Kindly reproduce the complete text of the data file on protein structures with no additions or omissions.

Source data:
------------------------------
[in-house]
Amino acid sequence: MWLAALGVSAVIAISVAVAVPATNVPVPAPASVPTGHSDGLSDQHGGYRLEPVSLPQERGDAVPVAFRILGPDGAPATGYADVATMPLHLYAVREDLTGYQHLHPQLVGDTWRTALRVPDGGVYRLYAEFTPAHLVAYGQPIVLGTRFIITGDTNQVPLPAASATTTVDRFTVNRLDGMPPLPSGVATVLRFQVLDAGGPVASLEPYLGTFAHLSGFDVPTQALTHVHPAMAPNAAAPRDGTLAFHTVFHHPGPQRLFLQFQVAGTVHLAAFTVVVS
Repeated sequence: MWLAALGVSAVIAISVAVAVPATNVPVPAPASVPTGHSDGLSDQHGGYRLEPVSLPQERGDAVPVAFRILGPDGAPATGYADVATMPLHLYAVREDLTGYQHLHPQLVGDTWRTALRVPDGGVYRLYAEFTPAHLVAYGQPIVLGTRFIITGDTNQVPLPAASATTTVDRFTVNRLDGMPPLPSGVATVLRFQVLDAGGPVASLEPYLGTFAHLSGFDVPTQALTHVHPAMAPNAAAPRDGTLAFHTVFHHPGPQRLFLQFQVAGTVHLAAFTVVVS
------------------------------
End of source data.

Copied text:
[in-house]
Amino acid sequence: MWLAALGVSAVIAISVAVAVPATNVPVPAPASVPTGHSDGLSDQHGGYRLEPVSLPQERGDAVPVAFRILGPDGAPATGYADVATMPLHLYAVREDLTGYQHLHPQLVGDTWRTALRVPDGGVYRLYAEFTPAHLVAYGQPIVLGTRFIITGDTNQVPLPAASATTTVDRFTVNRLDGMPPLPSGVATVLRFQVLDAGGPVASLEPYLGTFAHLSGFDVPTQALTHVHPAMAPNAAAPRDGTLAFHTVFHHPGPQRLFLQFQVAGTVHLAAFTVVVS
Repeated sequence: MWLAALGVSAVIAISVAVAVPATNVPVPAPASVPTGHSDGLSDQHGGYRLEPVSLPQERGDAVPVAFRILGPDGAPATGYADVATMPLHLYAVREDLTGYQHLHPQLVGDTWRTALRVPDGGVYRLYAEFTPAHLVAYGQPIVLGTRFIITGDTNQVPLPAASATTTVDRFTVNRLDGMPPLPSGVATVLRFQVLDAGGPVASLEPYLGTFAHLSGFDVPTQALTHVHPAMAPNAAAPRDGTLAFHTVFHHPGPQRLFLQFQVAGTVHLAAFTVVVS